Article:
We then wrote a curatorial journalism article about this phenomenon in the EU Observer, and we are happy to see that some members of the Housing Network are now following up on it by researching that same issue in their home cities and countries.
We develop the project together – survey of the activities
The Arena Housing Mailing List matures (we launched it in September 2019), and we get closer to launching more collaborative tools as part of the Housing Project, so we wanted to know what members of our network thought of the Housing List.
An online survey gave us – despite not getting a huge number of answers – interesting insights about the most active network members.
The bottom line is that people are very happy about getting resources they can use in their work: namely contacts, data and information that may lead to stories, and an overview of the situation in many different parts of Europe.
That means there is a big opportunity to make the list even more useful if we get used to sharing more and consider the collaborative possibilities of our work earlier:
- When starting some research, you can consider whether someone else did already something similar, and you can ask about that in the list.
- As you start gathering data and information yourself, you can consider from the very beginning: “How can I compile and organise this, so that others can benefit from it?”
- Then, consider sharing those resources, as well as your finished work, with the list.
In response to what could make the Arena Housing List more useful, respondents generally asked for the resources shared in the list to be gathered and listed in one place.
Some people would like to have a more private forum to allow for a more conversational style of communication, and some respondents would also appreciate being able to use an online collaborative environment.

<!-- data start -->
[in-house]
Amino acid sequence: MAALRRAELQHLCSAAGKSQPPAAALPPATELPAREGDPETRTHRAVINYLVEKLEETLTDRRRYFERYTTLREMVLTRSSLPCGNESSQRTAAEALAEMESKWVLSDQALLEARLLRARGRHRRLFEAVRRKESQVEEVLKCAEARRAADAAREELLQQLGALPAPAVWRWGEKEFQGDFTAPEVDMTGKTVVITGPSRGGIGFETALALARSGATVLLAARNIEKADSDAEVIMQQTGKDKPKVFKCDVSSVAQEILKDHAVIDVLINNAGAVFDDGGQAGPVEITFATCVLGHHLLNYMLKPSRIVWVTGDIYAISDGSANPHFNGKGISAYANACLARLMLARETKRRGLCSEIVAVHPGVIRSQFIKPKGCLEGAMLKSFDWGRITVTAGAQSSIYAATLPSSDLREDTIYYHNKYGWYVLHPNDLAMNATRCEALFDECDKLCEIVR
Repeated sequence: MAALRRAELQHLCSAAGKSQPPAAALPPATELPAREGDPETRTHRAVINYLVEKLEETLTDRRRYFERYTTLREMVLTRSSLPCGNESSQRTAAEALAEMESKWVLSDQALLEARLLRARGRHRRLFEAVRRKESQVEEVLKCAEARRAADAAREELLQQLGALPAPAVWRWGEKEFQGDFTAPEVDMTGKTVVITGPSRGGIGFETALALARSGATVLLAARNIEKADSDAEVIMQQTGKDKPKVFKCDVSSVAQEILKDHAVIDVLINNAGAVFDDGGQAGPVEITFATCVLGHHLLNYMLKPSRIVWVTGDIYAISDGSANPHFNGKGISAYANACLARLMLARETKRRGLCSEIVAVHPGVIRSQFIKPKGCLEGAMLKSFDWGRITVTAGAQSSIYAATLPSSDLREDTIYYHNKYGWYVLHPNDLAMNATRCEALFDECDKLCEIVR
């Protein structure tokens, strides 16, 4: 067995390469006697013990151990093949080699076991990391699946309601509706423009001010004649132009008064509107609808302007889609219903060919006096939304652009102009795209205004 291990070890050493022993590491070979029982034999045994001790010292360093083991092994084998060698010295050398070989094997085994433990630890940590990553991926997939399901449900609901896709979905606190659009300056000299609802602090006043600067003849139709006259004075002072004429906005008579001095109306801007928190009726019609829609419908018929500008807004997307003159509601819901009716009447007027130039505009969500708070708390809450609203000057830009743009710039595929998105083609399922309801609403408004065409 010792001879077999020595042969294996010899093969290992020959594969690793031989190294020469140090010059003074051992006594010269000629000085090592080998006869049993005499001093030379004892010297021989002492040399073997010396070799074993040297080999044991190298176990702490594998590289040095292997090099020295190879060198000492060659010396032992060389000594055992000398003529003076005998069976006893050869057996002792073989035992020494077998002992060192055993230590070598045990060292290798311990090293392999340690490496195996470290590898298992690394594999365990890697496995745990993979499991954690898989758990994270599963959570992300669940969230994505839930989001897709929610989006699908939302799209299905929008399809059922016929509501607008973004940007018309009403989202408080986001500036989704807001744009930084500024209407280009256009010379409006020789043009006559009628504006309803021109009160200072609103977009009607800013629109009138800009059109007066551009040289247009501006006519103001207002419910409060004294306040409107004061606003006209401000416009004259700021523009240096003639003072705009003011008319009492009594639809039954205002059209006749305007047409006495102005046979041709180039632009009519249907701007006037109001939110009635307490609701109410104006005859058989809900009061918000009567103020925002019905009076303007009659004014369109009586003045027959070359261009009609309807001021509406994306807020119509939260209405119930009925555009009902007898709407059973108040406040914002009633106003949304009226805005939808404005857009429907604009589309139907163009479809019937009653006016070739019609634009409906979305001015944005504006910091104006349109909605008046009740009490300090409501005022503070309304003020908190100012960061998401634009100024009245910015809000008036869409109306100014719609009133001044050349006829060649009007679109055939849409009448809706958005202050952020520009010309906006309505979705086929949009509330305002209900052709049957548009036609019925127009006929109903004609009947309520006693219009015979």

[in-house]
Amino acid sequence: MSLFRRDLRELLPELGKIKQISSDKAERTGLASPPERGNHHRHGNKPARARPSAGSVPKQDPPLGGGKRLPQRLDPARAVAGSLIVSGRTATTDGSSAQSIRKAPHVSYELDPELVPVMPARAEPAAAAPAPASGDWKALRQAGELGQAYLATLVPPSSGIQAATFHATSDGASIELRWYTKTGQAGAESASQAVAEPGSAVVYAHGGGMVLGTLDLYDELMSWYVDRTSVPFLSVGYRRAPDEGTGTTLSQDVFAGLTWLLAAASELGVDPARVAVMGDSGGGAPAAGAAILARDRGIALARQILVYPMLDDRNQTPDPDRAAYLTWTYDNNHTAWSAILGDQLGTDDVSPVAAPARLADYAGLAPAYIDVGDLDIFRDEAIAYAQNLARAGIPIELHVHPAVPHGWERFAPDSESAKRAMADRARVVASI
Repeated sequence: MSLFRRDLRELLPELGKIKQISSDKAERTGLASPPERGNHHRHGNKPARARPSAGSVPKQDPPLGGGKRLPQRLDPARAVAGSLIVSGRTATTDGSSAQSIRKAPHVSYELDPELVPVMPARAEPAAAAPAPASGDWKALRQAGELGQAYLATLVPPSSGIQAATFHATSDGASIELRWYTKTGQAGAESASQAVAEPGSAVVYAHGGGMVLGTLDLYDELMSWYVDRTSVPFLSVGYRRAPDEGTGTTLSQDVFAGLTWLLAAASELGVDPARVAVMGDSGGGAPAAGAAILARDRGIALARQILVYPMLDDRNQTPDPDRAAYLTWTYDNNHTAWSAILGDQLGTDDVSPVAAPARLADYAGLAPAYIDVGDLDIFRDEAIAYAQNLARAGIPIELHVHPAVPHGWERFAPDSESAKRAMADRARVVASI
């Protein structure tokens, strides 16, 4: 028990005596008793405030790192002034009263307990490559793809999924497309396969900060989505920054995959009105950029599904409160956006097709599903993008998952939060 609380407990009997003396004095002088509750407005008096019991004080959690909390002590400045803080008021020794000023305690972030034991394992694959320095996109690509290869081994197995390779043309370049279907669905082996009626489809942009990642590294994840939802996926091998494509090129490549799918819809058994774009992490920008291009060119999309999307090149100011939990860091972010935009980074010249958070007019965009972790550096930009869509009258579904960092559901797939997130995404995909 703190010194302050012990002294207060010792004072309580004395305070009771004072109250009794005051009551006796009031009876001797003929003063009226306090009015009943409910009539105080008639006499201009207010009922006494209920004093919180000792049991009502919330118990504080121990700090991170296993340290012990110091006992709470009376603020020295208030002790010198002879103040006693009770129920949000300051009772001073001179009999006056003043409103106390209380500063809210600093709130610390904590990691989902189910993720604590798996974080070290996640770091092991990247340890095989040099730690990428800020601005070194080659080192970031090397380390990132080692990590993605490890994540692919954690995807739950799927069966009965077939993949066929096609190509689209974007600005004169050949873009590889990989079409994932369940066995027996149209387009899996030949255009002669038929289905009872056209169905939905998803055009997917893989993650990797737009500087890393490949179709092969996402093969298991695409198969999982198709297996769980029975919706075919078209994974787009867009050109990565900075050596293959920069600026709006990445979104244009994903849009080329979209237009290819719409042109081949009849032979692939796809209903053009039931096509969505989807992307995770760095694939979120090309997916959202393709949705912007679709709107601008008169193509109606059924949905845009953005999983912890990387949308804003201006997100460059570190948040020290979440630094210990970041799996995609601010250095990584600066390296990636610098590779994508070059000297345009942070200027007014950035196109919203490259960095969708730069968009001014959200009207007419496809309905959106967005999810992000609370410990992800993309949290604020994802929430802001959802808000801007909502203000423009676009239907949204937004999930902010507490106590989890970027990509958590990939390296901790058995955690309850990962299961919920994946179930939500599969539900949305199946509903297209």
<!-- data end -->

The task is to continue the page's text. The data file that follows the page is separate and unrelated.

And those are precisely the next steps in developing the Arena Housing Project:
- We build a Housing Knowledge Base to be launched as an open, searchable and accessible resource for journalists and researchers.
- We are testing Rocket.Chat (an open source application similar to Slack) to provide thematic chat rooms.
- And we are making ready the Housing Online Collaborative Environment, based on Nextcloud and OnlyOffice and integrating other collaborative tools to allow people to have a common space to work together.
At Arena, we believe that collaboration makes journalism more powerful by multiplying individual journalists’ and media outlets’ research capacities, by allowing for more in-depth and comprehensive reporting, and by making such work more visible and impactful.
The coronavirus crisis has made even clearer and more relevant how important collaborative journalism is if we want to research and report on highly complex issues that don’t really care about borders.
And that’s also the case when it comes to housing, to the many dimensions of the climate crisis, and to many other topics of which the underlying structures, the main actors and the effects are transnational by nature.
Let’s keep collaborating!